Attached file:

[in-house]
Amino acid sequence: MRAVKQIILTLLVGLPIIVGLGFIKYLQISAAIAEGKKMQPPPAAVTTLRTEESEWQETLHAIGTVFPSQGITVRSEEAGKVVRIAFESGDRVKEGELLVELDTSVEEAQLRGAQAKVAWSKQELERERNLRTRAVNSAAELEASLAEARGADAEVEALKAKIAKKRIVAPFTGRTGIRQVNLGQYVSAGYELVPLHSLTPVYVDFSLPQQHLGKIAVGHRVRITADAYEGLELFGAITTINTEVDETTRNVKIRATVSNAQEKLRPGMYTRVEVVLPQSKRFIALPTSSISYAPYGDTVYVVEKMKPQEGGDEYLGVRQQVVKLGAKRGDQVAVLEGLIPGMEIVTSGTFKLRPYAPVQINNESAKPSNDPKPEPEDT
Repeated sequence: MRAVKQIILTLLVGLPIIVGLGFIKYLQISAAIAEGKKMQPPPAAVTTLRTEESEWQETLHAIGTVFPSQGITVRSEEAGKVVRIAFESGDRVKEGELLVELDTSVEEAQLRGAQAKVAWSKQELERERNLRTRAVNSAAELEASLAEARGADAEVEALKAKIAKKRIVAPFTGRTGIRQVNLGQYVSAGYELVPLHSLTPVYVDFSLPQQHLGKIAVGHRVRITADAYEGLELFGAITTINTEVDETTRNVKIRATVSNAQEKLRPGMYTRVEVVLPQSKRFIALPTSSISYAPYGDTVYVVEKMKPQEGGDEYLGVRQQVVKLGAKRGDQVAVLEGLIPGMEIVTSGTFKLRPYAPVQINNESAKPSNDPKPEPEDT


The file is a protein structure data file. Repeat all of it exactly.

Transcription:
[in-house]
Amino acid sequence: MRAVKQIILTLLVGLPIIVGLGFIKYLQISAAIAEGKKMQPPPAAVTTLRTEESEWQETLHAIGTVFPSQGITVRSEEAGKVVRIAFESGDRVKEGELLVELDTSVEEAQLRGAQAKVAWSKQELERERNLRTRAVNSAAELEASLAEARGADAEVEALKAKIAKKRIVAPFTGRTGIRQVNLGQYVSAGYELVPLHSLTPVYVDFSLPQQHLGKIAVGHRVRITADAYEGLELFGAITTINTEVDETTRNVKIRATVSNAQEKLRPGMYTRVEVVLPQSKRFIALPTSSISYAPYGDTVYVVEKMKPQEGGDEYLGVRQQVVKLGAKRGDQVAVLEGLIPGMEIVTSGTFKLRPYAPVQINNESAKPSNDPKPEPEDT
Repeated sequence: MRAVKQIILTLLVGLPIIVGLGFIKYLQISAAIAEGKKMQPPPAAVTTLRTEESEWQETLHAIGTVFPSQGITVRSEEAGKVVRIAFESGDRVKEGELLVELDTSVEEAQLRGAQAKVAWSKQELERERNLRTRAVNSAAELEASLAEARGADAEVEALKAKIAKKRIVAPFTGRTGIRQVNLGQYVSAGYELVPLHSLTPVYVDFSLPQQHLGKIAVGHRVRITADAYEGLELFGAITTINTEVDETTRNVKIRATVSNAQEKLRPGMYTRVEVVLPQSKRFIALPTSSISYAPYGDTVYVVEKMKPQEGGDEYLGVRQQVVKLGAKRGDQVAVLEGLIPGMEIVTSGTFKLRPYAPVQINNESAKPSNDPKPEPEDT